Pakistan to Deal with the Devil - Again

Perhaps it's time that the United States government start asking a basic, fundamental question about Pakistan: Just whose side are they on?
Taliban militants declared a cease-fire Wednesday in fighting with Pakistani forces, and the government said it was preparing for peace talks with al-Qaida-linked extremists in the lawless tribal area near the border with Afghanistan.

Any deal that allows armed Islamic extremists to operate on Pakistani soil would run counter to U.S. demands for the government to crack down on militants. The Bush administration contends a failed truce last year allowed al-Qaida to expand its reach into this turbulent, nuclear-armed country, and the U.S. has sounded warnings in recent days about a revival of militant strength.

A spokesman for Tehrik-e-Taliban Pakistan, a militant umbrella group, said the new cease-fire would include not only the tribal belt along the Afghan border but also the restive Swat region to the east where the army has also battled pro-Taliban fighters.

Two local Pakistani security officials told The Associated Press on Thursday that the truce followed secret talks with the militants and tribal elders. The officials spoke on condition of anonymity because the issue is sensitive.
The main militant group the government will be negotiating with is headed up by Baitullah Mehsud, an al-Qaida-linked commander based in South Waziristan. This is the thug that Scotland Yard has fingered for the Bhutto murder.

President Musharraf has numerous problems, I'm sure. But surely even he can see that negotiating with these terrorists only delays the inevitable confrontation. The political situation in the NWFP is extremely delicate. Tribes are caught between a rock and a hard place. If they support the government, al-Qaeda comes a calling. If they support al-Qaeda and the Taliban, government forces attack. They are at the mercy of events and neither expect or want any help from the government to fend off the advances of the Taliban.

We've tried bribes. We've tried reconstruction. And Musharraf has tried force. Nothing is working and all the while, the Taliban get stronger, their attacks on Afghanistan across the border increase, and NATO bickers about adding a few thousands combat troops to fight them off.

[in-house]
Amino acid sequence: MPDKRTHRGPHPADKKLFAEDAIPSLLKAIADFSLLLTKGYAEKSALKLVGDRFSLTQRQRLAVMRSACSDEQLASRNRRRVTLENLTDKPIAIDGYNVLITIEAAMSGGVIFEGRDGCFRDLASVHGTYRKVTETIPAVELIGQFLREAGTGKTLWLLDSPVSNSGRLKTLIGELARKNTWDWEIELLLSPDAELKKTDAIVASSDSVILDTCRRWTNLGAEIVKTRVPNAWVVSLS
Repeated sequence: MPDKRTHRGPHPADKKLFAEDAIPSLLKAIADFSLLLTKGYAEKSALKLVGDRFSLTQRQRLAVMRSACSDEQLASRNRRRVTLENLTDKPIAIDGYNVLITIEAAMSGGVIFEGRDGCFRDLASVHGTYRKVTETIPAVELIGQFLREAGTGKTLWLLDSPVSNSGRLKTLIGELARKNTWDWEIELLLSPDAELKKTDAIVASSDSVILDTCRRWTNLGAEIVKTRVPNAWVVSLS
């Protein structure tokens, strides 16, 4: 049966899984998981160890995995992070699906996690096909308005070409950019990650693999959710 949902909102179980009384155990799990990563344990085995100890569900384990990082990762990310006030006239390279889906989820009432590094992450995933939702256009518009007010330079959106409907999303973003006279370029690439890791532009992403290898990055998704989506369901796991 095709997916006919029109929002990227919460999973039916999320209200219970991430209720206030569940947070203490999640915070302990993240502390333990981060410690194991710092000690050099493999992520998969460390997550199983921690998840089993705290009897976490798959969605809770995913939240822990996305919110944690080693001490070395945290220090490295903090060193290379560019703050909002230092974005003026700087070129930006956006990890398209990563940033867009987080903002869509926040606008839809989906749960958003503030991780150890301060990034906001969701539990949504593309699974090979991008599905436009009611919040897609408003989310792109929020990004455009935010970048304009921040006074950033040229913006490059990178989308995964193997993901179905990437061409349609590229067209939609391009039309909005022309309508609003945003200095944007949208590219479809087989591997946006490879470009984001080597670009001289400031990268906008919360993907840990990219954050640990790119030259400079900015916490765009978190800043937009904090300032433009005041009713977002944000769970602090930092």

Perhaps its time we look at Pakistan and Afghanistan as the same battlefield. Treat the nuclear weapons as a seperate problem by getting multi lateral support to secure them in the event Musharaf and secularism in Pakistan falls.

A change of policy is called for. Otherwise, there is a chance we can lose both countries to the Taliban and their al-Qaeda allies.
Perhaps it's time that the United States government start asking a basic, fundamental question about Pakistan: Just whose side are they on?
Taliban militants declared a cease-fire Wednesday in fighting with Pakistani forces, and the government said it was preparing for peace talks with al-Qaida-linked extremists in the lawless tribal area near the border with Afghanistan.

Any deal that allows armed Islamic extremists to operate on Pakistani soil would run counter to U.S. demands for the government to crack down on militants. The Bush administration contends a failed truce last year allowed al-Qaida to expand its reach into this turbulent, nuclear-armed country, and the U.S. has sounded warnings in recent days about a revival of militant strength.

A spokesman for Tehrik-e-Taliban Pakistan, a militant umbrella group, said the new cease-fire would include not only the tribal belt along the Afghan border but also the restive Swat region to the east where the army has also battled pro-Taliban fighters.

Two local Pakistani security officials told The Associated Press on Thursday that the truce followed secret talks with the militants and tribal elders. The officials spoke on condition of anonymity because the issue is sensitive.
The main militant group the government will be negotiating with is headed up by Baitullah Mehsud, an al-Qaida-linked commander based in South Waziristan. This is the thug that Scotland Yard has fingered for the Bhutto murder.

President Musharraf has numerous problems, I'm sure. But surely even he can see that negotiating with these terrorists only delays the inevitable confrontation. The political situation in the NWFP is extremely delicate. Tribes are caught between a rock and a hard place. If they support the government, al-Qaeda comes a calling. If they support al-Qaeda and the Taliban, government forces attack. They are at the mercy of events and neither expect or want any help from the government to fend off the advances of the Taliban.

We've tried bribes. We've tried reconstruction. And Musharraf has tried force. Nothing is working and all the while, the Taliban get stronger, their attacks on Afghanistan across the border increase, and NATO bickers about adding a few thousands combat troops to fight them off.

Perhaps its time we look at Pakistan and Afghanistan as the same battlefield. Treat the nuclear weapons as a seperate problem by getting multi lateral support to secure them in the event Musharaf and secularism in Pakistan falls.

A change of policy is called for. Otherwise, there is a chance we can lose both countries to the Taliban and their al-Qaeda allies.